You can connect to the instance via SSH. When the instance is first launched, you will need to connect via SSH to your instance to get the WordPress admin login and password.
Go to your Lightsail dashboard. Click on your newly created instance. Test whether your WordPress site has been launched by entering your
There exists a Bitnami logo that will be displayed in the bottom-right corner and you can enter the below-given command for removing that logo from the website.
sudo /opt/bitnami/apps/wordpress/bnconfig -- disable_banner 1
Also, you can browse the website by checking the logo and if the need persists then you can restart the entire web server. For doing so, you can write the below-given command for restarting the webserver.
sudo /opt/bitnami/ctlscript.sh restart
Coming back to your Lightsail instance’s dashboard, click on Connect using SSH. This will open up a new window that looks like a terminal and log you into the instance automatically.You will need a user-id and password for the WordPress admin login. The default user-id is “user”. Enter the following in the terminal:
Your password will be displayed. Copy it. This will allow the password to be displayed on the copied code which is used to log in to the WordPress admin dashboard and close the SSH connection.
Go to the WordPress admin page public-IP-address/wp-login.php. The username is always user by default. And enter the password you just retrieved.
I would suggest creating another user with administrative privileges. Once you have created a new user, login with that user id and delete the default account.
This is where you can edit the website. Before continuing with the next steps, check your Dashboard for any plugin updates. Make sure everything is up to date before you start editing.
You can install a theme. Finding an appropriate theme is half the work of building the website. Your WP installation comes pre-installed with some of their free and most popular themes like Twenty-Twenty. But you can browse for more as well.
Let's point the site to the custom domain. Once you have the website ready or reason enough to make it public, we need to point a custom domain to it; you can’t share just Lightsail’s public IP address.
Go to your Lightsail dashboard. Click on your WordPress instance. Go to the Networking tab and create a static IP. It will ask you to attach it to an instance. Select your WordPress instance.
This is important. If you do not attach an instance to your static IP, you will be charged for it. Give it an appropriate name and create. Give it a few minutes for the site to get redirected to the new IP address.
Let's set up DNS. Now you have a WordPress installation running with a Static IP address. Now it's time to tie that IP address to your website name. Head on over to your domain’s DNS settings. There are two ways you can do it and it depends on where you have purchased the domain name.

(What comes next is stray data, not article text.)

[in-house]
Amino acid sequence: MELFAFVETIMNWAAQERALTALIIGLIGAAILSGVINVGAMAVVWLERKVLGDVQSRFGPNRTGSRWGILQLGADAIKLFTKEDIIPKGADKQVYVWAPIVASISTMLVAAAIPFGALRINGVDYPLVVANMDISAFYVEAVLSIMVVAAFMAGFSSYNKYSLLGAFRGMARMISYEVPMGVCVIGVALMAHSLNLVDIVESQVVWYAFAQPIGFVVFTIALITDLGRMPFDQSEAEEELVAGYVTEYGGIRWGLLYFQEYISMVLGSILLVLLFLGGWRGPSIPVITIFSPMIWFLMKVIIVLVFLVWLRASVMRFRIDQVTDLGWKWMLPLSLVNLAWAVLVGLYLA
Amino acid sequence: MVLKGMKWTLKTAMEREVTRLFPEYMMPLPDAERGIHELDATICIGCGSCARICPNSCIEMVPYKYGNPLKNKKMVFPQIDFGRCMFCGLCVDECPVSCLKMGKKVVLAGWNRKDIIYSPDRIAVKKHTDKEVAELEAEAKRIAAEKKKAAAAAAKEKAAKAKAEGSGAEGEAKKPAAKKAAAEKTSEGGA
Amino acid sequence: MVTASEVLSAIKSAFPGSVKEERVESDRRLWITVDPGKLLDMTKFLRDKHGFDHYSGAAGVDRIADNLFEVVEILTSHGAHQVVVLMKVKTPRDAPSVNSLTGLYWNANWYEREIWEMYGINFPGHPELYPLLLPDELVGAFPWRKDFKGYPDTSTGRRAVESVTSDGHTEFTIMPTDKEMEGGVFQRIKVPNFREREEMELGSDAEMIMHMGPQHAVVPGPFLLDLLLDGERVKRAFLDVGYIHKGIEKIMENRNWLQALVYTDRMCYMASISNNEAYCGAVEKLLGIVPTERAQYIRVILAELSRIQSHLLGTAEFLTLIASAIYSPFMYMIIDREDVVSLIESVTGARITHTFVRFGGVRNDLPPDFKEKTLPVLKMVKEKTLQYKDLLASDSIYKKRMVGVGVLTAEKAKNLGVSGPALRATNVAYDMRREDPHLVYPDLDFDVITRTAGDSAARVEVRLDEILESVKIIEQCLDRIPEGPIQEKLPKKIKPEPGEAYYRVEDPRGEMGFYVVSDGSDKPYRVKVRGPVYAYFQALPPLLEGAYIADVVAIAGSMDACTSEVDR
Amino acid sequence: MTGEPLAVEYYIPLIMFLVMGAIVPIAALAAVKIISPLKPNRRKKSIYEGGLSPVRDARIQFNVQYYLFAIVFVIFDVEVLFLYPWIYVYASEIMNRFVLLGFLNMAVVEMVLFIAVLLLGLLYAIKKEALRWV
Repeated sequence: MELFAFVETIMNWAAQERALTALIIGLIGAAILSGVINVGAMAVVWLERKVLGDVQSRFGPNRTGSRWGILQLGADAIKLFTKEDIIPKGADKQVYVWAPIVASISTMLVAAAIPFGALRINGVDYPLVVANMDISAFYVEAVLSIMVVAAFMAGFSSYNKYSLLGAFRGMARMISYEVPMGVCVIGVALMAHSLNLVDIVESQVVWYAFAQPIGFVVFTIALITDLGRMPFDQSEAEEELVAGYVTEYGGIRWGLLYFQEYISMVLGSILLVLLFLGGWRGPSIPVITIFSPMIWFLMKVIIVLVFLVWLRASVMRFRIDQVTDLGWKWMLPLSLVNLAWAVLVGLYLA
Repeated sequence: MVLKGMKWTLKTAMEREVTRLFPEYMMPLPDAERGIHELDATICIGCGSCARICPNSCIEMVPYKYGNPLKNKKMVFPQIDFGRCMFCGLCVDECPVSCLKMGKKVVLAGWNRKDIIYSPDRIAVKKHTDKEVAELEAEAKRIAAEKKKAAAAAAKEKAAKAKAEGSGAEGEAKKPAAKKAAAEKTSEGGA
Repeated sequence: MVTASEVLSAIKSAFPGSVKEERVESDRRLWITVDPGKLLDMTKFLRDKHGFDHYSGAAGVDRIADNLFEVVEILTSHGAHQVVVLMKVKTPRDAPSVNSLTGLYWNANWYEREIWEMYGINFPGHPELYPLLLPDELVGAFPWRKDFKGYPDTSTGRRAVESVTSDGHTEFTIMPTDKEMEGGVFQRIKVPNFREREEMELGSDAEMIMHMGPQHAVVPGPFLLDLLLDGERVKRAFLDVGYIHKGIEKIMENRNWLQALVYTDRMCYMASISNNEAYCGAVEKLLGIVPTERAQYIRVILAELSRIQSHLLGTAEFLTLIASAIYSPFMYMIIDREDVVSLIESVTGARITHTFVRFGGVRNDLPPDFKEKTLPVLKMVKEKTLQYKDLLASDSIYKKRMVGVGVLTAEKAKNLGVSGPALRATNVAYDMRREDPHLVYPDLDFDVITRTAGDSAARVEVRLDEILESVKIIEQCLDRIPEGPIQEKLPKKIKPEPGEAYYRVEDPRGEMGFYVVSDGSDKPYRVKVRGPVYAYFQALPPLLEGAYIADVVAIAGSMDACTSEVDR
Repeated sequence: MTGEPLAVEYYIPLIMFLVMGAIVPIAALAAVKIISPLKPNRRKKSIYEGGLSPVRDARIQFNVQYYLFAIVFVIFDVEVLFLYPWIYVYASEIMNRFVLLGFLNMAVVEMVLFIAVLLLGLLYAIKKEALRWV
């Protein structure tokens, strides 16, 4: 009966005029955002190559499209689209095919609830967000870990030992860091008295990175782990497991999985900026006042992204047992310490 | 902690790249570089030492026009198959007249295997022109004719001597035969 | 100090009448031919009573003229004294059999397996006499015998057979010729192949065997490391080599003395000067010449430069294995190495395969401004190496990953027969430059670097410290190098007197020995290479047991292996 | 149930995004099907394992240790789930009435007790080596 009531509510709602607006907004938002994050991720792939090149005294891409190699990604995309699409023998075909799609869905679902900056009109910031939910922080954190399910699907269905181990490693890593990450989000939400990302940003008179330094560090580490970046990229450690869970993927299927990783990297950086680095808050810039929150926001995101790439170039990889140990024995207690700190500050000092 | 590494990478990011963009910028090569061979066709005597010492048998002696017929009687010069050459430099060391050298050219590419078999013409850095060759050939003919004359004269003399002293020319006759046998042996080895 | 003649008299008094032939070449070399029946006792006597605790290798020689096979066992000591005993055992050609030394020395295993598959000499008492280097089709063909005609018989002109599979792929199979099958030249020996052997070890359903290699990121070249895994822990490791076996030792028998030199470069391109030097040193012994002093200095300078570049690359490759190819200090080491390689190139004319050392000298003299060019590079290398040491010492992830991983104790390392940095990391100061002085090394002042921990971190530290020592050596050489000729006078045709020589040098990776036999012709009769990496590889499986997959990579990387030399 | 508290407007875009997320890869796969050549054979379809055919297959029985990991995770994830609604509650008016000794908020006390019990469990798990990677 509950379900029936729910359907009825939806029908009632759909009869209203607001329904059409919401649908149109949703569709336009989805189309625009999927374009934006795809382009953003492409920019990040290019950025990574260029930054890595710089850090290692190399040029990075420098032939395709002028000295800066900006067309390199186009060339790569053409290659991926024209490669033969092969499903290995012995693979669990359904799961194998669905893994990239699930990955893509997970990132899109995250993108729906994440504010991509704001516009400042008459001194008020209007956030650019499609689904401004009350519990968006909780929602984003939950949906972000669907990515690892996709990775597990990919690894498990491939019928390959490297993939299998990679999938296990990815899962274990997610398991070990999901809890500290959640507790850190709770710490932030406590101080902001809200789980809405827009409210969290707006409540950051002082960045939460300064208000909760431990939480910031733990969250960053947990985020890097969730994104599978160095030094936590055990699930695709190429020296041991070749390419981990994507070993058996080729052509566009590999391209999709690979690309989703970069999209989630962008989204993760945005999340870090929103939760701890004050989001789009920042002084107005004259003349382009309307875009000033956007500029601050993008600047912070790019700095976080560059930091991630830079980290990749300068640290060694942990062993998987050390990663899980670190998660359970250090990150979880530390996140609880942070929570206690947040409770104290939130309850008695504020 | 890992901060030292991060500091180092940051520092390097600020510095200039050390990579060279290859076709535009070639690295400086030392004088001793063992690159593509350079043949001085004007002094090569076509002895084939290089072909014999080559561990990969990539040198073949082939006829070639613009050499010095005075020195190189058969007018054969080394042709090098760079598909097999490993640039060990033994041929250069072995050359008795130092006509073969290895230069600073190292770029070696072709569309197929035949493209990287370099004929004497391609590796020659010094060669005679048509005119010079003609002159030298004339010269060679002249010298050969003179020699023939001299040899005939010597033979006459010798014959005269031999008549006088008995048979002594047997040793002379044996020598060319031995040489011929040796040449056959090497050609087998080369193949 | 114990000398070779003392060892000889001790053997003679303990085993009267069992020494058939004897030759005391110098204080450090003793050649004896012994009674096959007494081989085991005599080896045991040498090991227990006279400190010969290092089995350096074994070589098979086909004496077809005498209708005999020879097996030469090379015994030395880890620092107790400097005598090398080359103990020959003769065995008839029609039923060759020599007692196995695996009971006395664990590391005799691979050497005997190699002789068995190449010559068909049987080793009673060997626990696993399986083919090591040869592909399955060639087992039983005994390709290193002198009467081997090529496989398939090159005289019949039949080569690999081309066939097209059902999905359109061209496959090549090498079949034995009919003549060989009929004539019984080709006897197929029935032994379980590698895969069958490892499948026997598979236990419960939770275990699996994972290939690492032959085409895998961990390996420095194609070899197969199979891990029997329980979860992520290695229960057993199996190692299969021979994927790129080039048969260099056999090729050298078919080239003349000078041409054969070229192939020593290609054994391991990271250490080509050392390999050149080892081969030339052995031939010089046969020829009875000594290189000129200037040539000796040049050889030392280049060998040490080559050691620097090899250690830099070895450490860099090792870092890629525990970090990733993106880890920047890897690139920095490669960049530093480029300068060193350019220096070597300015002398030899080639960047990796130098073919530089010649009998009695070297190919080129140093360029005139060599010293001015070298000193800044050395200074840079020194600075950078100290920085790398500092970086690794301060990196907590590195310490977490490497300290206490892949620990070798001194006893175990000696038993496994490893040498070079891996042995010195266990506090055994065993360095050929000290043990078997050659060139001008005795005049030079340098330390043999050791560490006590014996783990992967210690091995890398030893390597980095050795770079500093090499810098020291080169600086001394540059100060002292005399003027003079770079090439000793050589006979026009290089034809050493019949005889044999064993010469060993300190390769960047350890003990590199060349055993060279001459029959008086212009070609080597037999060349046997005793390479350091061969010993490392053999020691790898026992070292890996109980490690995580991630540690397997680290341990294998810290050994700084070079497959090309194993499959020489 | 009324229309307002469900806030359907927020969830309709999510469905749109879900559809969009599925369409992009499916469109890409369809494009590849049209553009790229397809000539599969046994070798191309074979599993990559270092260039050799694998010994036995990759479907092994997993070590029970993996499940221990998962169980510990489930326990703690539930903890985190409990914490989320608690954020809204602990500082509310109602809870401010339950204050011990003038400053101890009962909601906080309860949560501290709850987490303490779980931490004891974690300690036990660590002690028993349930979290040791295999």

You also get DNS service from AWS free with your LightSail account. If you decide to use that, you need to set the nameservers with your domain provider. This way AWS will do the name resolution for your website and you will use the AWS infrastructure for that also.
If you want to use the LightSail DNS service, you need to create a DNS zone and add the DNS entries in that zone. You will get some nameservers for your DNS zone, which needs to be added to your domain provider as nameservers.
The other way is to keep using the services of your domain provider and update the A type record to point to a static public IP address. That way name resolution will happen with your domain provider and it will be transferred to your installation. If you don’t already have an A record for your domain, then add one:
- Record Type: A
- Record Name: [Leave blank if this is the root domain otherwise enter subdomain].
- IP: static-lightsail-IP
It’s all about the preference as you would not see much difference between both ways. The difference will be in some milli-seconds, so choose according to your choice.
DNS records can take time to update so do check after a few hours. A quick check on a terminal can be done as so host your-domain
Important: For the following steps, you must wait for the domain to fully propagate. So take a breather here before continuing.
Also, your WordPress dashboard will now be accessed via — your-domain/wp-login.
Let's enable the HTTP2 Protocol. Bitnami WordPress image comes with HTTP1 protocol enabled by default but most of the browsers as of today support the new HTTP2 protocol. HTTP2 protocol can make your site loading faster because of parallel downloads on the single connection.
You should always enable the HTTP2 support while installing WordPress on the AWS LightSail. Apache server bundled with Bitnami image comes with HTTP2 support, it’s just not enabled.
To Enable the support you need to edit the file.
Note: You can use any editor for it, I choose Vim for it.
Just open the file and search for http2 in the file. You should get the below line which needs to be updated.
#LoadModule http2_module modules/mod_http2.so
Just remove the ‘#’ from the start of the line to enable the http2 module for apache. After the edit, it should look like the below line.